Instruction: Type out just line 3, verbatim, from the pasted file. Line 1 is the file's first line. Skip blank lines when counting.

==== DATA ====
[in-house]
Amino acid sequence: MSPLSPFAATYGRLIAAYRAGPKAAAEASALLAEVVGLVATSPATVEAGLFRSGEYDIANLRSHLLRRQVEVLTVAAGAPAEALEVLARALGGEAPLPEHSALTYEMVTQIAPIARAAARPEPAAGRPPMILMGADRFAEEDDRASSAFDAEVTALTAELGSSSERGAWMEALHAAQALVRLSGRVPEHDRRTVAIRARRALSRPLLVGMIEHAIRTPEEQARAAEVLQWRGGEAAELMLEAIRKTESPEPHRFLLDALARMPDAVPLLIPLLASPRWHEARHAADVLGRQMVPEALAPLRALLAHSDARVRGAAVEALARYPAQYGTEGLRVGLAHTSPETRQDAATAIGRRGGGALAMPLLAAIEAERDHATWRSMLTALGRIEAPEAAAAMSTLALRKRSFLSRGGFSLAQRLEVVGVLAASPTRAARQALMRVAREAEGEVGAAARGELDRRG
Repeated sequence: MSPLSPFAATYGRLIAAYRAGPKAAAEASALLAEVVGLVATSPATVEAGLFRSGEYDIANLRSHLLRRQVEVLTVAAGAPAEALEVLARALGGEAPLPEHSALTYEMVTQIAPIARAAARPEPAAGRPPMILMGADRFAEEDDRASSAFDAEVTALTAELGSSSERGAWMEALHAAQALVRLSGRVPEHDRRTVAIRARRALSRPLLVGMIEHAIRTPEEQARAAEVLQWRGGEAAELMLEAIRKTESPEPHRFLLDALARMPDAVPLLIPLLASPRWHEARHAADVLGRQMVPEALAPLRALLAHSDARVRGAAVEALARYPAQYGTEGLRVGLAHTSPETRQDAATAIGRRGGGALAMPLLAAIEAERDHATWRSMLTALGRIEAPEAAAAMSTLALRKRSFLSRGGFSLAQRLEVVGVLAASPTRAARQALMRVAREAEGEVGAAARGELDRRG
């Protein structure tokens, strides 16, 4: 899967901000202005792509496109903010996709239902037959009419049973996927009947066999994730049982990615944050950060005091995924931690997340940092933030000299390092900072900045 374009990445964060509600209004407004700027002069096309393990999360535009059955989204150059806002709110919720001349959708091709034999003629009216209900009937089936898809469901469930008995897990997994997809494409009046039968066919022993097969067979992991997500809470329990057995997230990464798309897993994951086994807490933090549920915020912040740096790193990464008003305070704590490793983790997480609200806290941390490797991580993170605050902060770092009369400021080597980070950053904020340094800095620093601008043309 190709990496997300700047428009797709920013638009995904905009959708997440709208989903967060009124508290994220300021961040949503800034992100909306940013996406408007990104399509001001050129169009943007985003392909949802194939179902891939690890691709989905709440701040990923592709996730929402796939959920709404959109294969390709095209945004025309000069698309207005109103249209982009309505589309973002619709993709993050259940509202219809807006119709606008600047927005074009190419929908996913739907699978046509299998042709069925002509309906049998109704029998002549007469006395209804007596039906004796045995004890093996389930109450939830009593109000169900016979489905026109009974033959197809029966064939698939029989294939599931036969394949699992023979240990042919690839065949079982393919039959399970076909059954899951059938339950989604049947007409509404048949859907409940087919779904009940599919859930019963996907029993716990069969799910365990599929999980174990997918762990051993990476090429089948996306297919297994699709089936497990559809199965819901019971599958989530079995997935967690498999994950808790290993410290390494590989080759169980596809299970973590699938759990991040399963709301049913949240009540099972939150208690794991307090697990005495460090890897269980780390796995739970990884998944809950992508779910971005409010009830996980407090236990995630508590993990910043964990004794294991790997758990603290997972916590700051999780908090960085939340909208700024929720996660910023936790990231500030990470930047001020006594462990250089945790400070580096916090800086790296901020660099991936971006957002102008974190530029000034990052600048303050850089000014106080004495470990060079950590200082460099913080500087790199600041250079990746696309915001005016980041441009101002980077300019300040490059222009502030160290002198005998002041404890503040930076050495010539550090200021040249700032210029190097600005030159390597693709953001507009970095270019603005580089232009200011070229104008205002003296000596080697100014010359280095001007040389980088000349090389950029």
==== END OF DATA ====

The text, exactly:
Repeated sequence: MSPLSPFAATYGRLIAAYRAGPKAAAEASALLAEVVGLVATSPATVEAGLFRSGEYDIANLRSHLLRRQVEVLTVAAGAPAEALEVLARALGGEAPLPEHSALTYEMVTQIAPIARAAARPEPAAGRPPMILMGADRFAEEDDRASSAFDAEVTALTAELGSSSERGAWMEALHAAQALVRLSGRVPEHDRRTVAIRARRALSRPLLVGMIEHAIRTPEEQARAAEVLQWRGGEAAELMLEAIRKTESPEPHRFLLDALARMPDAVPLLIPLLASPRWHEARHAADVLGRQMVPEALAPLRALLAHSDARVRGAAVEALARYPAQYGTEGLRVGLAHTSPETRQDAATAIGRRGGGALAMPLLAAIEAERDHATWRSMLTALGRIEAPEAAAAMSTLALRKRSFLSRGGFSLAQRLEVVGVLAASPTRAARQALMRVAREAEGEVGAAARGELDRRG